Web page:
A doctor’s quest to better treat children with brain tumors in underserved countries

January 12, 2017 | by Denise Heady

breakthroughs - Dr. Jandial in Peru Rahul Jandial, M.D., Ph.D., performing surgery in Lima, Peru

Neurosurgeon and scientist Rahul Jandial, M.D., Ph.D., has spent his career performing complex operations here in Los Angeles. In addition to serving the underserved at home, he always knew wanted to do more for the global community.

“When you learn an extraordinary skill, it can't be just for the rich,” said Jandial, associate professor in the Division of Neurosurgery at City of Hope, in an interview with ABC’s "Nightline."

So he decided to do something more.

Jandial, along with Mike Levy, M.D., Ph.D., the chief of pediatric neurosurgery at Children’s Hospital San Diego, decided to travel to underserved countries and not only perform brain surgeries on disadvantaged children, but provide the hospitals with medical equipment and teach the local doctors new skills and techniques so they could conduct these lifesaving surgeries on their own.

That first trip was 13 years ago. And now this idea has developed into a nonprofit organization called the International Neurosurgical Children's Association (INCA), which aims to raise the standard of brain surgery provided to disadvantaged children in developing nations.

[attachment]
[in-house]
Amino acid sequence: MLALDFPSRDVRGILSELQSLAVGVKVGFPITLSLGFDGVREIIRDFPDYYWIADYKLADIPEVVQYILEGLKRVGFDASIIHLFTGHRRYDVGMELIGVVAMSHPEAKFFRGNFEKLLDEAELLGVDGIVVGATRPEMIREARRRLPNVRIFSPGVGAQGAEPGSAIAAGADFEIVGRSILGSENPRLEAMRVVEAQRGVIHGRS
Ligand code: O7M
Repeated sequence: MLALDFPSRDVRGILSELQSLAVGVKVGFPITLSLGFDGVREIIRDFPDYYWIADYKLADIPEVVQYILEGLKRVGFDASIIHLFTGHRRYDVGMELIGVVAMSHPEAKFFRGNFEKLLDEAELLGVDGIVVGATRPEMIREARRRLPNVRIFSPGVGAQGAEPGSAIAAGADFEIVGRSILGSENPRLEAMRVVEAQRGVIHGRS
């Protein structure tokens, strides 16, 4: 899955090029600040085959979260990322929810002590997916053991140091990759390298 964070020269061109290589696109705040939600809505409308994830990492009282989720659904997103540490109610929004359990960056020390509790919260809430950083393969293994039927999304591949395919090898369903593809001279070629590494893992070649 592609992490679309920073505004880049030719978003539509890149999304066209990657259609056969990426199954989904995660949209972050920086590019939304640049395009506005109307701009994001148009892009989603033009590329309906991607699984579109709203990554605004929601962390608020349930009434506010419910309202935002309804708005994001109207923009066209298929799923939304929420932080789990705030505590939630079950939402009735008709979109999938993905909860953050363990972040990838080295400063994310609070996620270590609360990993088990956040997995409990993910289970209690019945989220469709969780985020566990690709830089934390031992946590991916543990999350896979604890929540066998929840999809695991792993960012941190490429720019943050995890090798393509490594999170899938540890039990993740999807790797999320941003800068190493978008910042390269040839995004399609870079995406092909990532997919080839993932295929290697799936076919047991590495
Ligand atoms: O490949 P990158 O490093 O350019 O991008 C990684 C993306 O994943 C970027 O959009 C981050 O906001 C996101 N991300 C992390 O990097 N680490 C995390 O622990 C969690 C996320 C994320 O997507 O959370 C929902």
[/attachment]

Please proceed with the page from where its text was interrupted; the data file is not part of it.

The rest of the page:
Jandial dedicates his time and own funds to the cause, but he also works with City of Hope to bring hospital equipment to these programs that consider the used equipment “lifesavers.”

“This is very generous of them [City of Hope],” Jandial told Nightline. “Even though it’s stuff that we may throw away or we think is no longer useful, for them [in Peru], it’s gold.”

ABC’s "Nightline" followed Jandial and Levy on their most recent trip to Peru and documented the duo teaching and performing surgeries to empower local neurosurgeons to care for their citizens.

“When Mike Levy and I first showed up here we were like, ‘I’m not sure I’ve been to a place where there are incomplete mud huts and buildings outside of a hospital,’” said Jandial. “It just feels good to provide real care to these people.”

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If you are looking for a second opinion about your diagnosis or consultation about your treatment, request an appointment online or contact us at 800-826-HOPE. Please visit Making Your First Appointment for more information.

 

 

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